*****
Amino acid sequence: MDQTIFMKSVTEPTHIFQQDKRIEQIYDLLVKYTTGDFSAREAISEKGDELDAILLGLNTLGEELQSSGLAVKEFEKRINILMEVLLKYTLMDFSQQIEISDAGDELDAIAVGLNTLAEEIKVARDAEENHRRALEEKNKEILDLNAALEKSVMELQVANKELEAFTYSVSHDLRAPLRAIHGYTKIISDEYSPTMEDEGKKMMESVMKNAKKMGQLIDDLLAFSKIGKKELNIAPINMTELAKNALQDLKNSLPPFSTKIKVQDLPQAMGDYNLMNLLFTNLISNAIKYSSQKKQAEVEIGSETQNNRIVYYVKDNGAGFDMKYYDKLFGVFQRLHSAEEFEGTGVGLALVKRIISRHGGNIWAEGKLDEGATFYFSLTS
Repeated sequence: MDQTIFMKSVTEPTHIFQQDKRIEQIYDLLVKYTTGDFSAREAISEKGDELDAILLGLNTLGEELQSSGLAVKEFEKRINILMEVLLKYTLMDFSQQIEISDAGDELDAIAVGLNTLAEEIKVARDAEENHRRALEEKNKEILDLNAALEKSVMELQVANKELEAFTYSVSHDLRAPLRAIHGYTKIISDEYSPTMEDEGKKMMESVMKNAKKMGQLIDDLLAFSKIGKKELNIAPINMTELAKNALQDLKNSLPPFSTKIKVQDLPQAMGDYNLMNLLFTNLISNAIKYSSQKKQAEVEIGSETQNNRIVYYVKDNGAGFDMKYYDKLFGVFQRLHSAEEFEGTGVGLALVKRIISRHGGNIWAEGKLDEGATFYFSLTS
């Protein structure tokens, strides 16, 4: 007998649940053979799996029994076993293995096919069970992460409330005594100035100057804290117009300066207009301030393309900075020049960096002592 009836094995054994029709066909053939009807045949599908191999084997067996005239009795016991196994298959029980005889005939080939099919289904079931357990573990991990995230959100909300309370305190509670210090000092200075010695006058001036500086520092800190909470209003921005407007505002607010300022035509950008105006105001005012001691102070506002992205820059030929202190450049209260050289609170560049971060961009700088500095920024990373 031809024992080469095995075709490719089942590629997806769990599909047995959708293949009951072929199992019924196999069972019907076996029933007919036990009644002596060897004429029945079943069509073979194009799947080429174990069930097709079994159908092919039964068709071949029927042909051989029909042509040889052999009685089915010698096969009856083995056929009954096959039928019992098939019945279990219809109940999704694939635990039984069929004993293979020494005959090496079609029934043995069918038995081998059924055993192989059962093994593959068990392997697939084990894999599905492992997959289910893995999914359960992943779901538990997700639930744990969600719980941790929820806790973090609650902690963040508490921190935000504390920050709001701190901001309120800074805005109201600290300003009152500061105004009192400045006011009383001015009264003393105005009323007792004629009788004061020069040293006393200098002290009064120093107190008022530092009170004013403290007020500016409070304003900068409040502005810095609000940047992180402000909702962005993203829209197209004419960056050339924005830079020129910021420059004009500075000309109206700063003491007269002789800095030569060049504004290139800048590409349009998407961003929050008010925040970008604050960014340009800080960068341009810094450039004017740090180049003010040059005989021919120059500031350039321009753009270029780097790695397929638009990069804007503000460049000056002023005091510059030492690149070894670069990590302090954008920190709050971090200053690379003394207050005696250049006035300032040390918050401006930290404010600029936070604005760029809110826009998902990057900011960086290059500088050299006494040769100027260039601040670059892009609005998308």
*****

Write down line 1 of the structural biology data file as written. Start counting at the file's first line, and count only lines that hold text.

Amino acid sequence: MDQTIFMKSVTEPTHIFQQDKRIEQIYDLLVKYTTGDFSAREAISEKGDELDAILLGLNTLGEELQSSGLAVKEFEKRINILMEVLLKYTLMDFSQQIEISDAGDELDAIAVGLNTLAEEIKVARDAEENHRRALEEKNKEILDLNAALEKSVMELQVANKELEAFTYSVSHDLRAPLRAIHGYTKIISDEYSPTMEDEGKKMMESVMKNAKKMGQLIDDLLAFSKIGKKELNIAPINMTELAKNALQDLKNSLPPFSTKIKVQDLPQAMGDYNLMNLLFTNLISNAIKYSSQKKQAEVEIGSETQNNRIVYYVKDNGAGFDMKYYDKLFGVFQRLHSAEEFEGTGVGLALVKRIISRHGGNIWAEGKLDEGATFYFSLTS